Sukumar is one of Telugu cinema's finest minds. His films have always had a special place in my heart. While they are never perfect, they are always interesting. His characters and worlds encourage an audience to absorb fresh perspectives.
The locale chosen for his newest foray is the Seshachalam forest. And the character whose perspective we see the world from is Keshava.
Keshava narrates the story of Pushparaju alias Pushpa (Allu Arjun), a daily labourer with an attitude and a chip on his shoulder the size of one of the sacred seven hills. Pushpa works a small-time job but has lofty ambitions. A conduit for those ambitions comes through Konda Reddy, his brothers, and their red sandalwood smuggling operation.
Sukumar uses a three-hour runtime to chronicle the rise of Pushpa from a meagre logger to the head of the smuggling syndicate. But the million-rupee question is, did this half of the story need three hours?
Sukumar wastes no time introducing us to the world, his main character, and the goals of the movie he's making. The first half is jam-packed with clever characterization, subversive "mass" moments, and a relentless pace that has no time for breathers of any sort. To quote Pushpa himself, "Taggedele." This half has a beginning, middle and end. It has a well-defined protagonist, a handful of fantastic set-pieces, and a sensible antagonist in our anti-hero's way. The first half is a deftly-made short film that is good fun for the family.
However, lest we forget, Sukumar doesn't make perfect films; he makes intriguing ones. With Pushpa, he places three first acts after a third act.
We believe that Sukumar may be the kind of father who trolls his children by adding a few extra pieces into their jigsaw puzzles. These pieces are shiny and fun, and attract attention. As you find yourself enamoured by the individual bits, you come to realize that no one knows or understands where they fit as a part of the whole.
The second half of Pushpa is akin to that of Dear Comrade
in that it is a whole lot of uninteresting setup with minimal payoff. This half feels like an exercise in tedium because we have three new inciting incidents post the two-hour mark. Around the time these incidents lead into full-blown plot points, we find ourselves at the end of the movie without a sense of climactic catharsis or the sheer exuberance of waiting for the payoff to a cliffhanger.
Indeed, Pushpa gives you everything but the kitchen sink. KGF: Chapter 1 and Baahubali: The Beginning
frontloaded their stories with plot points and finished off with epic climactic sequences for this reason. Wow, an audience with the third act, and all your issues don't matter.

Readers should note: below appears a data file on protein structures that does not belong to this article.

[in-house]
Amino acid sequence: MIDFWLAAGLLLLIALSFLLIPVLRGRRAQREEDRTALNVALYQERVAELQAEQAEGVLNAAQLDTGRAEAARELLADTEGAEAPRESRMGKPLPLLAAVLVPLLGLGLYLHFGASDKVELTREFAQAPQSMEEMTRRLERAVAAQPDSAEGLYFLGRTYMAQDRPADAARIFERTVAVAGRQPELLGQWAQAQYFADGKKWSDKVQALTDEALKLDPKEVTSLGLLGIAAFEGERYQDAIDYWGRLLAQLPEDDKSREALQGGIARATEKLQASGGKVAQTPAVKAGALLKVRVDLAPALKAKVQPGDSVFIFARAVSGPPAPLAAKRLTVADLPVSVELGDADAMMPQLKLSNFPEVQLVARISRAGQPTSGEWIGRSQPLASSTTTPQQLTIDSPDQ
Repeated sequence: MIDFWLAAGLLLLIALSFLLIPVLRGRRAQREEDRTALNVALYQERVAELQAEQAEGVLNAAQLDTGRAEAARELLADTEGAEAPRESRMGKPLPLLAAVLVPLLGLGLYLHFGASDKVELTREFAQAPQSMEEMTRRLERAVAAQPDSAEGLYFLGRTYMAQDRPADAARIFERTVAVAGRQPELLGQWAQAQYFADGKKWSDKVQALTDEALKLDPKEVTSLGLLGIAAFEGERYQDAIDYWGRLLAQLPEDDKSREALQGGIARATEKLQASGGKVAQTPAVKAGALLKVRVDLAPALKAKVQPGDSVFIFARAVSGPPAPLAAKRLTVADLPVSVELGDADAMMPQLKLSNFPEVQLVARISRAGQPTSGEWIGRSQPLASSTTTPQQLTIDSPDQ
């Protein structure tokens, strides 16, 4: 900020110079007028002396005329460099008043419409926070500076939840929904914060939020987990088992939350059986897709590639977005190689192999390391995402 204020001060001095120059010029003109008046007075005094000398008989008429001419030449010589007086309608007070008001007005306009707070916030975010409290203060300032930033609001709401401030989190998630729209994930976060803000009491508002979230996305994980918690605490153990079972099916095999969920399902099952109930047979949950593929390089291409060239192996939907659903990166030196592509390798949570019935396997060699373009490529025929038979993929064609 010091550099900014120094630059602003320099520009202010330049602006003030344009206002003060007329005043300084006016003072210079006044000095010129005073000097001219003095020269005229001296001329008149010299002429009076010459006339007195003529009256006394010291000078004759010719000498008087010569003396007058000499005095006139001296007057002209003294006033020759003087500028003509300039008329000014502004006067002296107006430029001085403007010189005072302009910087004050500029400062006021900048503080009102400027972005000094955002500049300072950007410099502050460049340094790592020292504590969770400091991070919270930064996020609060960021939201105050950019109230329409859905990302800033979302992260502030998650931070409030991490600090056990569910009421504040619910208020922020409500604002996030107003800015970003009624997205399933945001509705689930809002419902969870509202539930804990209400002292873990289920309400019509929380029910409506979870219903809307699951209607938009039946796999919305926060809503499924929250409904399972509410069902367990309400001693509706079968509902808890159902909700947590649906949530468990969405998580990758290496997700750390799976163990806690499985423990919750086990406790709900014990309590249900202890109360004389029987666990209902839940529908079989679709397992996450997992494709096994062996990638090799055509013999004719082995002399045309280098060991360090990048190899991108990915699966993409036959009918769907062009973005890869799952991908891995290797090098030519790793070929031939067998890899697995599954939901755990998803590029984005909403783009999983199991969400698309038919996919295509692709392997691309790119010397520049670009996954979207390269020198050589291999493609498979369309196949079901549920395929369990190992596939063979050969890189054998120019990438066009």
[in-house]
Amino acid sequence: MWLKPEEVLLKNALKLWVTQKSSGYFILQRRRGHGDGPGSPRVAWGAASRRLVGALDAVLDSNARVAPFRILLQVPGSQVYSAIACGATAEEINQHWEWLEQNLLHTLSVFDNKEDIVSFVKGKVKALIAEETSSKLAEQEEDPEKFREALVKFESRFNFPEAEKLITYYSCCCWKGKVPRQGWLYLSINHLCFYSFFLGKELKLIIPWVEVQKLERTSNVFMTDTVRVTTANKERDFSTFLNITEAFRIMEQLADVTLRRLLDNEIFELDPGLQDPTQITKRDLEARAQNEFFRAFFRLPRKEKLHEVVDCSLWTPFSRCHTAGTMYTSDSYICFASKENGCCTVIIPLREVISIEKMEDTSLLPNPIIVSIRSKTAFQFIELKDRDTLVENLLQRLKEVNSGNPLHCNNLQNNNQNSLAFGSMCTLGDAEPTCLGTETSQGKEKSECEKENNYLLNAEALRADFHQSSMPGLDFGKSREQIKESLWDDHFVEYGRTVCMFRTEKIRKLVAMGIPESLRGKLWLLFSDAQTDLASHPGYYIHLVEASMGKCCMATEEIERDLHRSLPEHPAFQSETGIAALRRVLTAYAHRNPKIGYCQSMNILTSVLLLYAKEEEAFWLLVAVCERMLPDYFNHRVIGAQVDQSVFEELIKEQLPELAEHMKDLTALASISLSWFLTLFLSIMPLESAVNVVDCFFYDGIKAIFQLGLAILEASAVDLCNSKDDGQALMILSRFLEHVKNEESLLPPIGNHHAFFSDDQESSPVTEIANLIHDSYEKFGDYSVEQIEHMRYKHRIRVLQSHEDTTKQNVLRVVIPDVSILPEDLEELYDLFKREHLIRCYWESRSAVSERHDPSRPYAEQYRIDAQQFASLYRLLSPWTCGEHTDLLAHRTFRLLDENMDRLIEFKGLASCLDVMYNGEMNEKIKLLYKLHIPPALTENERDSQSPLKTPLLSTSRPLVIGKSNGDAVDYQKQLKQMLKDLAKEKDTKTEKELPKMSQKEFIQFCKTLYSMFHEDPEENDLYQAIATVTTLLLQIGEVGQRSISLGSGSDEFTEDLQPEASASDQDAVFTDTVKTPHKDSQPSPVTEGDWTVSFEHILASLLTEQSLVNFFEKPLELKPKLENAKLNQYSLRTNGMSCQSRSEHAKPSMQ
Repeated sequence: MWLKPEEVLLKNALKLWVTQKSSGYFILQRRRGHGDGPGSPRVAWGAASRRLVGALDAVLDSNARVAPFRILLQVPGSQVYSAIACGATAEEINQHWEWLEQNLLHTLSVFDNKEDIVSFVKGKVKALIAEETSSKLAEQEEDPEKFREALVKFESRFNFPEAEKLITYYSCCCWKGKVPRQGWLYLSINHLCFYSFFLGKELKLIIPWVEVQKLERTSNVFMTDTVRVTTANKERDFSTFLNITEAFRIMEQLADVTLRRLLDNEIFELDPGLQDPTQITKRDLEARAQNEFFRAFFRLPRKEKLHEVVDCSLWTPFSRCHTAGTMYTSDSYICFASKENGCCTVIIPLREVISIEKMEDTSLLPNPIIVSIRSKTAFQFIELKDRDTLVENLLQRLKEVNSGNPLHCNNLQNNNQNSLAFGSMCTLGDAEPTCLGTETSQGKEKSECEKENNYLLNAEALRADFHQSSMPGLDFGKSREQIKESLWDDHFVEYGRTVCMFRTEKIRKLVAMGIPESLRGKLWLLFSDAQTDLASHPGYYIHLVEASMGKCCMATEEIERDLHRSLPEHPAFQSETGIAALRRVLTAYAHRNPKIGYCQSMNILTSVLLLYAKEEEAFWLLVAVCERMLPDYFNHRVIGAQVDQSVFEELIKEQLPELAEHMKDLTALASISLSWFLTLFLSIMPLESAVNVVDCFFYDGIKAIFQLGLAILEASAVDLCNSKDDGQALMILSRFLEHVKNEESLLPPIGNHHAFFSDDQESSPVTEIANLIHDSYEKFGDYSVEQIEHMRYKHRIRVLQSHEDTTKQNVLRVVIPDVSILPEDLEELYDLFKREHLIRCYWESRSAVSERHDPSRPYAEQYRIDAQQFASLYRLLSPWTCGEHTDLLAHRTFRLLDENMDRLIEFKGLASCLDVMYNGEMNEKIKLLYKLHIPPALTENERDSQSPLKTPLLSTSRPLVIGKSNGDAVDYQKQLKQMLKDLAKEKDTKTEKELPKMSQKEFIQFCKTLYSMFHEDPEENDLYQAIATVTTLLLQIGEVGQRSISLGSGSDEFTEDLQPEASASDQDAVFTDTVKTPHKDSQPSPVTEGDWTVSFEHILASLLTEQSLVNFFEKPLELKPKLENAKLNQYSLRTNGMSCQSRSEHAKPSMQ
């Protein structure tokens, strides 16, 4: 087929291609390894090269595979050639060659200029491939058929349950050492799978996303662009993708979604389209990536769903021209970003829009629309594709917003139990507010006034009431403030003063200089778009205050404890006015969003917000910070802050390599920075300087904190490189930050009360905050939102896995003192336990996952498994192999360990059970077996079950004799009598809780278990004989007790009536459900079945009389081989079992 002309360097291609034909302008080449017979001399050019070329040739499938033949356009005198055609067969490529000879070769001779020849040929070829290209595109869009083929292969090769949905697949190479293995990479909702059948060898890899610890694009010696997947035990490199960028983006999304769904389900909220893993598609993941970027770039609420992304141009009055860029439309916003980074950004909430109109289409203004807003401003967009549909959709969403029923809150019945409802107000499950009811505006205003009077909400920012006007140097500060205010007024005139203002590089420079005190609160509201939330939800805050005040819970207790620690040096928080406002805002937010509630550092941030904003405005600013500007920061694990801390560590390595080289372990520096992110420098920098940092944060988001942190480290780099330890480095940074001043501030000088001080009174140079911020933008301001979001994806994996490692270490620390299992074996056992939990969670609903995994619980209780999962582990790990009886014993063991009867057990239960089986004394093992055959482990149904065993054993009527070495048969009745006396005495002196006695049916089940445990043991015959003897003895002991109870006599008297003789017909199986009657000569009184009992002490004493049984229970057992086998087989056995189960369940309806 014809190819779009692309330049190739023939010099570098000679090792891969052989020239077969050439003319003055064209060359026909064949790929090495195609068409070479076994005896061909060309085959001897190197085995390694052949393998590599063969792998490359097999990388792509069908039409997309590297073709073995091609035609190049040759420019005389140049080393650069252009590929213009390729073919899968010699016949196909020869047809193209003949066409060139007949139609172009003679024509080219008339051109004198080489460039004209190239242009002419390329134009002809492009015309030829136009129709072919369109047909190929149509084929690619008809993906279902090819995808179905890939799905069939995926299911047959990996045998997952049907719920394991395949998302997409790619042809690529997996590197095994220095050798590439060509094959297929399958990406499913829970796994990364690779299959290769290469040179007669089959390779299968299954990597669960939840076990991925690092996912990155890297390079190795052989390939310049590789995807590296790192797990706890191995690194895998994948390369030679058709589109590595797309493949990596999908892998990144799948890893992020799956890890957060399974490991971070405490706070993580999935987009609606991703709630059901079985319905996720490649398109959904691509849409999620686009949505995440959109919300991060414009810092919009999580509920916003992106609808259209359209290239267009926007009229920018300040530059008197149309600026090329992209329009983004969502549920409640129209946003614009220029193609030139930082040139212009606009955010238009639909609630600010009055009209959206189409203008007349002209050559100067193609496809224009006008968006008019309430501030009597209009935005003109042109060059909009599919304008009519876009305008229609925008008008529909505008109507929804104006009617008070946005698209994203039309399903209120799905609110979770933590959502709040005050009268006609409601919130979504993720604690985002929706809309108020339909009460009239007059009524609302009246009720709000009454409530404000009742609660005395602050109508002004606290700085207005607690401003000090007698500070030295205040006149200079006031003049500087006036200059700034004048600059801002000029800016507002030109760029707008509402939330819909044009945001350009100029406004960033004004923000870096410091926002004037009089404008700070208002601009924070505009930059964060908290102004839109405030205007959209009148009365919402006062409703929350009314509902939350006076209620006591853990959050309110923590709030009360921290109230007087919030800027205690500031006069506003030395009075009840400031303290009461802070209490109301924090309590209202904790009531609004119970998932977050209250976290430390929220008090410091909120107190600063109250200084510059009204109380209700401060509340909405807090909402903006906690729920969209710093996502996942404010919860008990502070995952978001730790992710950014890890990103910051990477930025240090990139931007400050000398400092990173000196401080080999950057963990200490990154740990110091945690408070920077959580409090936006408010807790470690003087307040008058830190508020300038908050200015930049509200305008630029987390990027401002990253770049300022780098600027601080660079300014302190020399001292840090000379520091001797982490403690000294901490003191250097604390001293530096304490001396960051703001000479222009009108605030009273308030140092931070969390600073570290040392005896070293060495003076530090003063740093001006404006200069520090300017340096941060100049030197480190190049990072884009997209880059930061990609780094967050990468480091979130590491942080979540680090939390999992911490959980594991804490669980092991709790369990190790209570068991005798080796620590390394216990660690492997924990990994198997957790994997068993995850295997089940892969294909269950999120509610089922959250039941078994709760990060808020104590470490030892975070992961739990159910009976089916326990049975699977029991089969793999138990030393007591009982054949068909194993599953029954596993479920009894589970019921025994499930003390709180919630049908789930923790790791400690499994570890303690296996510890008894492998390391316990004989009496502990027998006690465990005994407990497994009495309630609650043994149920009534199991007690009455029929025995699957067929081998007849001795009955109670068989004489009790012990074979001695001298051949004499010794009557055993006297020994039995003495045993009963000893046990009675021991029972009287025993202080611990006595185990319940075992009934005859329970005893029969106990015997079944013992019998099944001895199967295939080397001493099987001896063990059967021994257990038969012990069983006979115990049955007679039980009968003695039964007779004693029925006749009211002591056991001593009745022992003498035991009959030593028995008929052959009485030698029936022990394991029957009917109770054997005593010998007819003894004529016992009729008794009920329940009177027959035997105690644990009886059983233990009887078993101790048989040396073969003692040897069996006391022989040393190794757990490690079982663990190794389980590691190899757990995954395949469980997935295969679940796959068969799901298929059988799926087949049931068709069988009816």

Speaking of issues, Pushparaju might very well be the most thinly-written main character in Sukumar's filmography. Pushpa is an antihero, anti-failure, and anti-learning things throughout his life. He dropped his slate and chalk when he was nothing more than a nipper, and never looked back. He knew everything he'd need to know to rule the world from that point on. Until Fahadh Fasil's S P Shekawat enters the fray, Pushpa finds himself utterly schooling a bombastic band of burly baddies with no stakes or danger attached. His antics are eminently watchable, but Pushpa the person is wholly forgettable.
Allu Arjun's performance infuses so much life into the proceedings that it is near impossible to imagine a less capable performer in the role. His presence is so assured that the mannerisms and dialect tuck away behind his raw intensity and sheer magnetism. While the two Aryas illustrated Sukumar's capabilities of propping up a limited actor, Pushpa is Allu Arjun returning the favour in spades. By comparison, Rashmika Mandanna's performance does little to bring her weirdly-written character to life. Sukumar regulars Ajay Ghosh, Sunil, Anasuya Bharadwaj and a host of others do well in their roles.
Speaking of Sukumar regulars, DSP's score and songs are not on par with the scale and score of the film. A distinct feeling of "this is not going on my playlist" permeates the soundscape.
Sukumar's directing has improved leaps and bounds. While the glory scenes of large-scale action and the impressive set design might take home the praise, we have different favourites. Simple shots such as capturing a conversation between two lovers in a car look interesting by the power of framing alone. The candid nature of the camerawork makes it look more like a viewer peeping into a personal moment than a shot constructed for a film.
And that is what makes wholly trashing a movie like Pushpa impossible. There is so much craftsmanship displayed when making the film. It is a damn shame that the same amount of craft is near invisible in its conceptual stages. The experience of watching Pushpa is similar to going on a date with an attractive, intelligent and successful person who has nothing of interest to offer to an evening of conversation. You might be impressed with yourself for landing the date; however, you soon realize that this will be the beginning and the end of the impressive bits.
If this review feels bland, we don't have words of glowing praise or outright resentment towards this movie. It is hard to sink your teeth into something when the bone has no edible flesh on it. Sukumar will get a chance to make a second first impression sooner rather than later. We hope we enjoy our second date rather than being indifferent about it.